Abstract“Continuity” is one of the two principles underlying dynamic geometry software, the other one is “determinism” (Bernard Geneves phD 2004). We know that we cannot respect together both of these principles in a DGS. Nevertheless, developers of such software have always tried to respect these two principles in most of the cases that we can meet in working with such software. Everybody is now aware that continuity in dynamicity is the revolution in visualisation of mathematics (Dahan J.J., Modeling Cha Cha dance within the TI-Nspire and Cabri environments, Time 2008) and now it is time to show to the teachers the richness of this principle to model “morphing” (transforming continuously connex objects onto other ones) when using DGS. This paper presents within the TI-NSpire environment several techniques to morph for example:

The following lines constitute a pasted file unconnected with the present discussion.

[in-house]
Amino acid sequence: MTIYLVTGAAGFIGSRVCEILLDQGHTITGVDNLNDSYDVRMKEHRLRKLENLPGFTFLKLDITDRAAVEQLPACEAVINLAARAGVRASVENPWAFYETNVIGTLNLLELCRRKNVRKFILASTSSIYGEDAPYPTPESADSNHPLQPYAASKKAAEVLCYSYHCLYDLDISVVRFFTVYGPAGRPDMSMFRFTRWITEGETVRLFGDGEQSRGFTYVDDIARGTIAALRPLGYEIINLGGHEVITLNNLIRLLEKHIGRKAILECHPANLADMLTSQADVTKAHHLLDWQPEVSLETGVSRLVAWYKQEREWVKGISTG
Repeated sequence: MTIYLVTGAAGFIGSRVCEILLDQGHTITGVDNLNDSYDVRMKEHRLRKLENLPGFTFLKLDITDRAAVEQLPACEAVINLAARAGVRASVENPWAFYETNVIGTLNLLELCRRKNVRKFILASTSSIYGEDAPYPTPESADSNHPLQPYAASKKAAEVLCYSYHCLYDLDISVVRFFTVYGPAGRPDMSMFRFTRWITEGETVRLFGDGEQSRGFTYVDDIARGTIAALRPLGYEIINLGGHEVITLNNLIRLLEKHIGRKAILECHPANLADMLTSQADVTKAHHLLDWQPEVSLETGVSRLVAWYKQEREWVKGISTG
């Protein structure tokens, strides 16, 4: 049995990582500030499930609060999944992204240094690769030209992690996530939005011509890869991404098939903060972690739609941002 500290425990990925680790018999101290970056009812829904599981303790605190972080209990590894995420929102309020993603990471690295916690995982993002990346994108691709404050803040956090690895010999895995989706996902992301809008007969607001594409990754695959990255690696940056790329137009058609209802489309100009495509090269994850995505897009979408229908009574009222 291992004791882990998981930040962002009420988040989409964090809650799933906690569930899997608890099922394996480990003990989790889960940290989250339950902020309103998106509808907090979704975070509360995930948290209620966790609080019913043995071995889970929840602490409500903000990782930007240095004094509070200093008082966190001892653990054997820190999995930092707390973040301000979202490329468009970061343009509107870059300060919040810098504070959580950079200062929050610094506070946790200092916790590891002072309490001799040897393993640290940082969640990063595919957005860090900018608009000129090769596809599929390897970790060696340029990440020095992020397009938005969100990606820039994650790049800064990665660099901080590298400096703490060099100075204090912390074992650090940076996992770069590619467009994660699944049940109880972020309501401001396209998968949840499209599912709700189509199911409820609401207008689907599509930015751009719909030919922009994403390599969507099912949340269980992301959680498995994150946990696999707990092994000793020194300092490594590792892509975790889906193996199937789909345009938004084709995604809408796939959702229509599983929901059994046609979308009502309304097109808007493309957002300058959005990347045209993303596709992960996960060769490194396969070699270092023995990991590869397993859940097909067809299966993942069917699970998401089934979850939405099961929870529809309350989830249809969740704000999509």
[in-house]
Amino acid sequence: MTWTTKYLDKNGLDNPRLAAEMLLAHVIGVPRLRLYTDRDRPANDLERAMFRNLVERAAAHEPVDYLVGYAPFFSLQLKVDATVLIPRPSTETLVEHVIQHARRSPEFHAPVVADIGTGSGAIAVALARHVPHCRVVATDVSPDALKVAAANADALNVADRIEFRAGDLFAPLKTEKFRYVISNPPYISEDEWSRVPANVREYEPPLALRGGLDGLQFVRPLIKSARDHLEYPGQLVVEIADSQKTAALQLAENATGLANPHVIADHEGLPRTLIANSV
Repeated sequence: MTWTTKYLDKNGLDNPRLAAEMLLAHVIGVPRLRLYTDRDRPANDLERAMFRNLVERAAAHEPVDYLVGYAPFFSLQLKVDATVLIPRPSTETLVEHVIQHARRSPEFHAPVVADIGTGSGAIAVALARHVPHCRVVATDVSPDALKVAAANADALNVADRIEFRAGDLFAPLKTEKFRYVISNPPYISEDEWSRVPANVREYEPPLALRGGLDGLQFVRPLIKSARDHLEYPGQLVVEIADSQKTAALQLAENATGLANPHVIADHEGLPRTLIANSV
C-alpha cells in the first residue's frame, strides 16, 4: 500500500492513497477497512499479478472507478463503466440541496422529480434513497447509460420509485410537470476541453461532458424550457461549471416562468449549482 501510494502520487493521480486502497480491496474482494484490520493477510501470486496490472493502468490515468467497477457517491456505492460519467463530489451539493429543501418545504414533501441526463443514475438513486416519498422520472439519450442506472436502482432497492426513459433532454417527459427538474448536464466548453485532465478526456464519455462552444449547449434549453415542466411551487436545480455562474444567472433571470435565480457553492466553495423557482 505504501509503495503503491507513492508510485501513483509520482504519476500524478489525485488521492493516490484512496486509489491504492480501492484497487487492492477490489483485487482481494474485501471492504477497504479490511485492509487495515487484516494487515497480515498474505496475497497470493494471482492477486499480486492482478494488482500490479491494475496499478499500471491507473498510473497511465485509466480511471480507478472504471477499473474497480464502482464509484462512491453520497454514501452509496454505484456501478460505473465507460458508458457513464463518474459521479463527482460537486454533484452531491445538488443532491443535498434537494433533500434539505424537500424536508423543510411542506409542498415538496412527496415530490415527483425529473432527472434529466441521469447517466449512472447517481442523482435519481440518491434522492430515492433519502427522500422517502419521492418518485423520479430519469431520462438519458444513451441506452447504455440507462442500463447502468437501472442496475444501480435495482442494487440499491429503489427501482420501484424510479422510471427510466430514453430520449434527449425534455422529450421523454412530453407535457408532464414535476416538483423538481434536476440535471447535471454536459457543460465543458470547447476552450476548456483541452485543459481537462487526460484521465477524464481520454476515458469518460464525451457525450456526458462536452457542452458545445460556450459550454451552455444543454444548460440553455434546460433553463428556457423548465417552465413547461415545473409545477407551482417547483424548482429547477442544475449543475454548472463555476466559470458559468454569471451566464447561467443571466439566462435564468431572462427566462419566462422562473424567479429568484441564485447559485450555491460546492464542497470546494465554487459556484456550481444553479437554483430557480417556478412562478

1. some number onto another one, some polygons onto others or onto a circle
2. some curve of function onto another one, some parametric or polar curves onto other ones or onto polygons
3. some circle onto ellipses to model rotation in parallel perspective
4. some surface z1= f1(x,y) or parametric surface onto another one in military perspective (Geometry application) or in central perspective (3D graphing tool)
Lots of other examples will be presented at all levels using the CAS part of the software such as the morphing of the intermediate Fourier sums onto the Fourier sum
or the morphing of a flag floating in the air
The secret of all the techniques used here is based on the proportionality and how to respect it in using dilation in geometry, and barycenter formulae in the CAS.
A survey of 3D examples under Cabri 3D will show the power of these techniques .
Finally, this paper aims to provide ideas to teachers for using technology to treat motivating problems needing necessarily technology (at all levels).